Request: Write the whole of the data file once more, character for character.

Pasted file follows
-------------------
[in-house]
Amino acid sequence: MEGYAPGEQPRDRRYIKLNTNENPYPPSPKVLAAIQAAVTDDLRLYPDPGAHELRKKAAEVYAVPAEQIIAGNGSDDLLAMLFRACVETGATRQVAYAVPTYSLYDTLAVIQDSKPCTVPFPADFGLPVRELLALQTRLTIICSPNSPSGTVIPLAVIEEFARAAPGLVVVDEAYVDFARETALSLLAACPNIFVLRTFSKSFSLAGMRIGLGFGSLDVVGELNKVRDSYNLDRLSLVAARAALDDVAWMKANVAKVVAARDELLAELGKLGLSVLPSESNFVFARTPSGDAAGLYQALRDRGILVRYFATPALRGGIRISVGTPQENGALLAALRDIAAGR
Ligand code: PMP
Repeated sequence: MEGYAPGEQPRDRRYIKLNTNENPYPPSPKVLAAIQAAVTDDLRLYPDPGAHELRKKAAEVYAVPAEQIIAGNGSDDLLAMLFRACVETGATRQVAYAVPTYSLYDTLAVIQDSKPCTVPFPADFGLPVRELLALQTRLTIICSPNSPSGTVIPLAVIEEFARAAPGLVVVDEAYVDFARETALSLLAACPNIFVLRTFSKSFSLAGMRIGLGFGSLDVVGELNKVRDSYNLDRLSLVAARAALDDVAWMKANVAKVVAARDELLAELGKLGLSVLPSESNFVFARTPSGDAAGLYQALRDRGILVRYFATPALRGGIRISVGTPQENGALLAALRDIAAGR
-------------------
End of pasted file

[in-house]
Amino acid sequence: MEGYAPGEQPRDRRYIKLNTNENPYPPSPKVLAAIQAAVTDDLRLYPDPGAHELRKKAAEVYAVPAEQIIAGNGSDDLLAMLFRACVETGATRQVAYAVPTYSLYDTLAVIQDSKPCTVPFPADFGLPVRELLALQTRLTIICSPNSPSGTVIPLAVIEEFARAAPGLVVVDEAYVDFARETALSLLAACPNIFVLRTFSKSFSLAGMRIGLGFGSLDVVGELNKVRDSYNLDRLSLVAARAALDDVAWMKANVAKVVAARDELLAELGKLGLSVLPSESNFVFARTPSGDAAGLYQALRDRGILVRYFATPALRGGIRISVGTPQENGALLAALRDIAAGR
Ligand code: PMP
Repeated sequence: MEGYAPGEQPRDRRYIKLNTNENPYPPSPKVLAAIQAAVTDDLRLYPDPGAHELRKKAAEVYAVPAEQIIAGNGSDDLLAMLFRACVETGATRQVAYAVPTYSLYDTLAVIQDSKPCTVPFPADFGLPVRELLALQTRLTIICSPNSPSGTVIPLAVIEEFARAAPGLVVVDEAYVDFARETALSLLAACPNIFVLRTFSKSFSLAGMRIGLGFGSLDVVGELNKVRDSYNLDRLSLVAARAALDDVAWMKANVAKVVAARDELLAELGKLGLSVLPSESNFVFARTPSGDAAGLYQALRDRGILVRYFATPALRGGIRISVGTPQENGALLAALRDIAAGR